Safety devices can also be installed on the stove and oven to prevent kids from reaching up to the oven and opening the door while it is turned on. A guard can be placed over the edge of the stove to prevent kids from burning themselves with hot pots and pans.

Keep in mind that young kids can be resourceful, and they may quickly learn that they can push chairs or stepstools to the edge of the counter. Therefore, even the surfaces of counters should be kept free of dangerous items when they are not in use. You may also consider keeping electrical devices like coffee pots, toasters and more unplugged when not in use so that kids do not unintentionally become injured by unsafe use of these devices.

In the Bathroom

The bathroom can also be a dangerous place for young children. The cabinets in a home’s bathrooms should be secured with similar devices that are used in the kitchen. Guards or latches can also be installed on the toilet. This can prevent young kids from playing in a dirty toilet and being exposed to germs unnecessarily, and it can also prevent them from having their fingers or head smashed by a falling toilet lid.


Bathtub safety should be reviewed as well. Some of the most common injuries in the bathroom for kids relate to accidental drowning as well as to burns from scalding water. As a rule of thumb, parents should not leave a child unattended in the bathroom when the water is on or when there is water found in the bathtub. Children can drown in just a few inches of water. Furthermore, they should not walk away from the tub when the hot water is running even if their child is not yet in the bathtub.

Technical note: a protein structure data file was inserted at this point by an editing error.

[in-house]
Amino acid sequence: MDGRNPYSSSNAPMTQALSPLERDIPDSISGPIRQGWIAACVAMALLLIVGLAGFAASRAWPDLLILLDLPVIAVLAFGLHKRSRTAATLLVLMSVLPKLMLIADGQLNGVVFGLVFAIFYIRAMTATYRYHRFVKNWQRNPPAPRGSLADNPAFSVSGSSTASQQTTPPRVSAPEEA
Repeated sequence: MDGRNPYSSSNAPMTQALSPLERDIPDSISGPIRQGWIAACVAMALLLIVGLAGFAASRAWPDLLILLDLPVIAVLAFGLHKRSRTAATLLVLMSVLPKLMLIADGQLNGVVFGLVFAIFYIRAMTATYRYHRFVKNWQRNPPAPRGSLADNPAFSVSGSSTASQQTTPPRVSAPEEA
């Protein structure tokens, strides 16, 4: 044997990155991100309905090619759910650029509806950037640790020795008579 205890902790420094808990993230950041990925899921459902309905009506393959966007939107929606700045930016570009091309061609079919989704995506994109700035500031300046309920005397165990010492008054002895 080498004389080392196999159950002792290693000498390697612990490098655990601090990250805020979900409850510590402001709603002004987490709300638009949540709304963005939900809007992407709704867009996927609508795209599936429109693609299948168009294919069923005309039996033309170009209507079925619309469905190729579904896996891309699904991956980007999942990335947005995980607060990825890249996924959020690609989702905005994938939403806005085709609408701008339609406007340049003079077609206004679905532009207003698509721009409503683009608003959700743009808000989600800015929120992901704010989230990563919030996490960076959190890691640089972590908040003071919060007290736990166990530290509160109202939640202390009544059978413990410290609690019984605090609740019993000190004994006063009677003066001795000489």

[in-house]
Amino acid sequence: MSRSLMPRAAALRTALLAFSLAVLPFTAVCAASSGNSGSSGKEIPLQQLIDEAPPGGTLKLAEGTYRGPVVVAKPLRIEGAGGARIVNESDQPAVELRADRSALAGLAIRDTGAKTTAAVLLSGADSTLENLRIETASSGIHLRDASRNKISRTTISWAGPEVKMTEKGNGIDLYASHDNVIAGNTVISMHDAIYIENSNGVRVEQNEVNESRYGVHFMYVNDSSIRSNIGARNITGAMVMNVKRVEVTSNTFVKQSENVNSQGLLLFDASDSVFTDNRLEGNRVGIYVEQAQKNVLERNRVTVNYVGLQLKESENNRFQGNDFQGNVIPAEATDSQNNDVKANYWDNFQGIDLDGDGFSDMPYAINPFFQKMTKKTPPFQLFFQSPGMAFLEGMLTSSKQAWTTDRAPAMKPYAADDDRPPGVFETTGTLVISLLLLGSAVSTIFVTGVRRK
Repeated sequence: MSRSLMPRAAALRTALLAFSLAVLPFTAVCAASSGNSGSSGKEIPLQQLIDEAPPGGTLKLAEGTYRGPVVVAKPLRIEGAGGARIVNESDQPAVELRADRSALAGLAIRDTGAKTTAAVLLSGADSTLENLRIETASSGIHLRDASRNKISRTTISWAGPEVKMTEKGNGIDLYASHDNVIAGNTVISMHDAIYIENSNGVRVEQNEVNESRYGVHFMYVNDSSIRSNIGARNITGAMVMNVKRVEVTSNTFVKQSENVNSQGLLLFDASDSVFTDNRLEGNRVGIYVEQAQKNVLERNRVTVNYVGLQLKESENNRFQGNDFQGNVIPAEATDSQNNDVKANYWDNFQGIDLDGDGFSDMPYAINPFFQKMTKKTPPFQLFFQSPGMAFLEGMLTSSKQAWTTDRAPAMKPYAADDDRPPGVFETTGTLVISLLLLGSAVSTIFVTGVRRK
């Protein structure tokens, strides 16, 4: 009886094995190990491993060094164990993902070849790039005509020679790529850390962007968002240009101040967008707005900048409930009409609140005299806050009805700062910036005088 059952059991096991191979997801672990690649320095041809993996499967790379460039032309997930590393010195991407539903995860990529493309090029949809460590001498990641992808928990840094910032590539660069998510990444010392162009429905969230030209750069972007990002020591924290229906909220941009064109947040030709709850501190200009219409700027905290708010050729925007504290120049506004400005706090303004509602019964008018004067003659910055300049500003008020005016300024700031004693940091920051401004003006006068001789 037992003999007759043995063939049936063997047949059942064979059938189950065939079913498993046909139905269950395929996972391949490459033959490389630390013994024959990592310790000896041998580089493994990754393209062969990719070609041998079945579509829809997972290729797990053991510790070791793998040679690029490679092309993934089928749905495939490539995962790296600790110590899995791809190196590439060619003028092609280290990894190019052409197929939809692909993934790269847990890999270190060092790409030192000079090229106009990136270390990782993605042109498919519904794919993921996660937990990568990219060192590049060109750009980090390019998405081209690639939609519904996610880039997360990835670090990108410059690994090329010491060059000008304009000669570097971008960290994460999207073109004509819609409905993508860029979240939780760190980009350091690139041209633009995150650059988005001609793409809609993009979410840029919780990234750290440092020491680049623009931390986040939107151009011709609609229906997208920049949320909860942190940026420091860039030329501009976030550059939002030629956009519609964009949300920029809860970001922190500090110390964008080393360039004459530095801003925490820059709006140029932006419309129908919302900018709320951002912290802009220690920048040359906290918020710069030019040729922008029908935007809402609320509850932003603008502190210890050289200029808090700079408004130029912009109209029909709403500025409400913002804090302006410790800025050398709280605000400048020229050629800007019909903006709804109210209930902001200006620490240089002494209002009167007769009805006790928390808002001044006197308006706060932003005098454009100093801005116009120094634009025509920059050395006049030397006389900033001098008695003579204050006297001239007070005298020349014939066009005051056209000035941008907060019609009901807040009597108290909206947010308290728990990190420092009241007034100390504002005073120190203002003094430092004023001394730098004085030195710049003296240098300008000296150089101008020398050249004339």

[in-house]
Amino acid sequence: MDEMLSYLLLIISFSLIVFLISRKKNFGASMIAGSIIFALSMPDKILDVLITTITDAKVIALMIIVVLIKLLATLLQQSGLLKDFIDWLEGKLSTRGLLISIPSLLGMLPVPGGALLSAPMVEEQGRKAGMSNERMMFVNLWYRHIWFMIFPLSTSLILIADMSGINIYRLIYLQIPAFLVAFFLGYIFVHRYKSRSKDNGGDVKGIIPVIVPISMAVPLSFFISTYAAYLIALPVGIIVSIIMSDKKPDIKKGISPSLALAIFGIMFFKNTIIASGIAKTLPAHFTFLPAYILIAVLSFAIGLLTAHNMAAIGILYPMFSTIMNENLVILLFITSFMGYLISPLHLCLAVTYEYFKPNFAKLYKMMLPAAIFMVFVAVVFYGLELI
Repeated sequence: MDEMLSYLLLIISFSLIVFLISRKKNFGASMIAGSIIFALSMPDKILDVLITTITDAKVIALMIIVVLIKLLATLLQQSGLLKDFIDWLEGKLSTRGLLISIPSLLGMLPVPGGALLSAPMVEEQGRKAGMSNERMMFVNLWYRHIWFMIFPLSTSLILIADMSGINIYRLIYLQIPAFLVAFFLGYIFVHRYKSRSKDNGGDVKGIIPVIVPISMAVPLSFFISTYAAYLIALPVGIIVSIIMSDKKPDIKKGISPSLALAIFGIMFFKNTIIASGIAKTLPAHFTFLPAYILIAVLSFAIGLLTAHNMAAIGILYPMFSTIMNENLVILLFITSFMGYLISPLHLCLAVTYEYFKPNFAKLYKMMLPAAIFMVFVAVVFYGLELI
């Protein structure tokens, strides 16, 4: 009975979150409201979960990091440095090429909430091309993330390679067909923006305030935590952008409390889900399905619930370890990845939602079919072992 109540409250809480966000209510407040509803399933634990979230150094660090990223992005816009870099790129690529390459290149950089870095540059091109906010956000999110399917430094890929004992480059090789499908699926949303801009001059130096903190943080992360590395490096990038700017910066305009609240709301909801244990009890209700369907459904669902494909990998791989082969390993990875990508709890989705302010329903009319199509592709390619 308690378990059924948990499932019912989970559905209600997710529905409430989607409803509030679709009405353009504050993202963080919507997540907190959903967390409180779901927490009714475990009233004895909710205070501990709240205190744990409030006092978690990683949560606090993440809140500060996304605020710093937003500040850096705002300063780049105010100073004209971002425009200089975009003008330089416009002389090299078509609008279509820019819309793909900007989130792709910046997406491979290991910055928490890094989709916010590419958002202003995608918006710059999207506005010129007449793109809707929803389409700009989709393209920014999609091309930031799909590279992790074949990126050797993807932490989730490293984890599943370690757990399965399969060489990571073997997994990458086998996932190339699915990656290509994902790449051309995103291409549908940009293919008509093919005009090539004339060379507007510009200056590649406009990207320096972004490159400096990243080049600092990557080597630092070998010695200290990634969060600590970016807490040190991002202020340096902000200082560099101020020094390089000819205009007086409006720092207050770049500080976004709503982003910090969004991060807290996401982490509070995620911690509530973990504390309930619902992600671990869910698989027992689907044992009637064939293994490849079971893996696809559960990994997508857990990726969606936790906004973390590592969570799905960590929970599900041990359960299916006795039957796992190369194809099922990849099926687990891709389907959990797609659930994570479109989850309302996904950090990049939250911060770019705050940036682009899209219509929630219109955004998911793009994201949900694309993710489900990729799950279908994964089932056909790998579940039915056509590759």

Electrical appliances in this room, such as hair dryers and curling irons, should be used with care and should be stored in an elevated position where children cannot reach them when they are not in use.

The Importance of Vigilance

Baby proofing your home can help you to create a safe environment for your children regardless of their age. However, it is important to note that a home is a functional place, and the environment is constantly changing as you and your family members move around from room to room. For example, an older child may have dropped a grape or penny on the floor or a houseguest may have opened the blinds and left the cord dangling within arm’s reach of a baby.

Even when a home has been baby proofed, parents and caregivers should constantly scan the environment for potential hazards. They should also be aware of their child’s changing abilities with development and take steps to regularly secure the environment as their child grows.

Using Products Safely

Each year, more baby products are placed on a recall list because they are deemed to be unsafe for kids to use. Unfortunately, many of these products are recalled after babies or children have already been injured or killed with their use.

As a parent or caregiver, it is important to inspect all products that your kids use. This may include high chairs, cribs, strollers and various other items. Pay attention to factors like stability, possible choking or pinching hazards and other factors that may result in injury to the child. When buying used baby products, ensure that the product was not previously recalled due to safety concerns.

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Topics: Home Safety Tip of the Week